Book Review: The Blade Itself by Joe Abercrombie

Thisabercrombie-01-the-blade-itself is the first book in a tril­ogy called The First Lawand I should stress that it is not in itself a complete story. In fact, in many ways it reads more like a  prologue. A coming together of the cast and setting the stage before the story itself gets going.

That’s being a little harsh perhaps, but I didn’t find it a satis­fy­ing expe­ri­ence to read just this book so it’s worth noting. Be prepared to invest in all three books. And it is prob­a­bly worth your time read­ing all three because this one has a lot to recom­mend it.

Now right before read­ing The Blade Itself I had just finished a re-read of The Lord Of The Rings (my first in a while) and so I couldn’t help compar­ing the two books while I was read­ing this one. And it’s quite a contrast.

While The Lord Of The Rings deals in heroic figures who are larger than life and better than the aver­age man, The Blade Itself is popu­lated with mean, petty, broken people. Aragorn and Frodo are the sort of people we might aspire to be, while the char­ac­ters here are the sort we would look down on and judge want­ing.

And yet, through­out the book and despite the horri­ble things that some of the char­ac­ters do, there is a thread of hope of redemp­tion running through Joe Abercrombie’s story. The sugges­tion that regard­less of what they have done they can do some­thing good. A detail that I think actu­ally rings true in Tolkien’s work as well.

While unques­tion­ably modern fantasy with all itsgrim­dark trap­pings there are moments here where wondrous build­ings are described and events are narrated where it sounds like just the sort of thing we might see in Middle-Earth. So we have an inter­est­ing meld­ing of the clas­sic high fantasy with the new gritty real­ism.

And the char­ac­ters are very inter­est­ing and quite complex. You may well not like them very much and in some cases you may find that char­ac­ters you thought were like­able turn out to be very flawed indeed. But for all that I found myself capti­vated by their lives and wonder­ing how things were going to turn out for them.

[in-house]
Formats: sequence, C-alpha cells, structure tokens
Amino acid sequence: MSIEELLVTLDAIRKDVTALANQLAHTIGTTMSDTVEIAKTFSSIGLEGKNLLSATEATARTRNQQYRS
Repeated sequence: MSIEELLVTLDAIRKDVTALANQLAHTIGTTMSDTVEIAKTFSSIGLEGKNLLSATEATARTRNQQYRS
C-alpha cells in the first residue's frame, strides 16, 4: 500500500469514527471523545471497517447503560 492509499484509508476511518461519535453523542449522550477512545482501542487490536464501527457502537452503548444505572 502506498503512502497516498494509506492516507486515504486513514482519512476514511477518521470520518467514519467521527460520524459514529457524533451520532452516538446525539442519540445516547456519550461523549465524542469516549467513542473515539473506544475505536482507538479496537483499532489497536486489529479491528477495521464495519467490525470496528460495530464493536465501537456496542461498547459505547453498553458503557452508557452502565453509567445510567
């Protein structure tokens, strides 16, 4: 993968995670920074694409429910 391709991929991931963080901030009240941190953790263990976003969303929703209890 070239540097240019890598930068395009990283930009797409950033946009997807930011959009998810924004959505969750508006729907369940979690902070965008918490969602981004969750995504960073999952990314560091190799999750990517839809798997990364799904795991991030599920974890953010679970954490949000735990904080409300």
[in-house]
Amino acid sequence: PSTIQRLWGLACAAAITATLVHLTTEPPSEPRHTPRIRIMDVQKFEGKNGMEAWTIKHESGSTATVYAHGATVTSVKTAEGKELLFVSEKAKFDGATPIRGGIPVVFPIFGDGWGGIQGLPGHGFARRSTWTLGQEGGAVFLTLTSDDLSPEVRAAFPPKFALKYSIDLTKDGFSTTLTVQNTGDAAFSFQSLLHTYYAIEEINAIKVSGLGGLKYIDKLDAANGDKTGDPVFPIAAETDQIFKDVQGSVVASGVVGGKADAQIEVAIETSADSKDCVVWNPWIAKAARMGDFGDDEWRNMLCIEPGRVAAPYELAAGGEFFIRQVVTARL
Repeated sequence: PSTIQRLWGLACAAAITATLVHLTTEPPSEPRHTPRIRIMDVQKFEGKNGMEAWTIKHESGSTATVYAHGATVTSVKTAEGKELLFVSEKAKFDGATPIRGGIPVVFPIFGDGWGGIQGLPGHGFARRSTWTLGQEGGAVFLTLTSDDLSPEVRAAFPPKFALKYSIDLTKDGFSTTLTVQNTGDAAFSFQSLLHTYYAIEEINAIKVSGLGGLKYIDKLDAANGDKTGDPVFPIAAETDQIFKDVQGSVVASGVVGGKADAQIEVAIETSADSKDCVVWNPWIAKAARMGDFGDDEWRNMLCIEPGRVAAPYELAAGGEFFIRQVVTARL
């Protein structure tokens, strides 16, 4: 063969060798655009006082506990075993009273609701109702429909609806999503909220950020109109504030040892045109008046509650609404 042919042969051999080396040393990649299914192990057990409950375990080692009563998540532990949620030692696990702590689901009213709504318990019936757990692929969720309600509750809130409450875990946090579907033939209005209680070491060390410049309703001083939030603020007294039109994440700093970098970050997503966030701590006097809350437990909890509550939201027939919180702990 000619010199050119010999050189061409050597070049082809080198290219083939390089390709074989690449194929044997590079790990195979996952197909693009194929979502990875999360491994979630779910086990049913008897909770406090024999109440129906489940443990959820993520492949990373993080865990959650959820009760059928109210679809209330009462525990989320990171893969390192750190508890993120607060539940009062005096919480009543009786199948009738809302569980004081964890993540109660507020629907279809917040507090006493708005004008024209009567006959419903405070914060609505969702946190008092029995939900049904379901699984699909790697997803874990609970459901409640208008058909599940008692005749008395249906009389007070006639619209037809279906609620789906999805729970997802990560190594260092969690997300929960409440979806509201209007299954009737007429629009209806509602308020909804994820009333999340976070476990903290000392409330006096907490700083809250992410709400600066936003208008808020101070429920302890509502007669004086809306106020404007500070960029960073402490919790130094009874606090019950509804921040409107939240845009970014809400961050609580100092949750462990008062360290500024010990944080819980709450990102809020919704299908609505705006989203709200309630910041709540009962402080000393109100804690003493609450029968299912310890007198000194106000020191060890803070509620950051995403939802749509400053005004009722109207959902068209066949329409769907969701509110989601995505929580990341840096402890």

Which is of course why it was so damn annoy­ing that the book just ends. It’s not even a cliffhanger, it just ends.

There are clearly bigger elements being set up here. Corrup­tion in the “Union”, Shanka (humanoid, apelike, goblin crea­tures) mass­ing on the borders of the north; The Empire restive in the south and Eaters (people who have eaten men’s flesh) caus­ing havoc for their own reasons.

None of this is resolved or even really clar­i­fied for us. It’s a big, epic, story and clearly you have to read the whole thing for it to make sense. But it’s a story I very much want to read all of now.

Amazon​.com — The Blade Itself http://​amzn​.to/​1​s​x​m​3KX

About Eoghann Irving

Overly opinionated owner and author of You can get updated on his posts directly on the blog here or through the usual social networking suspects. What? You expected me to say something interesting here? That's what the blog posts are for. Eoghann has often wondered if people read these little bio things we have to fill out everywhere on the internet and, assuming they do, why?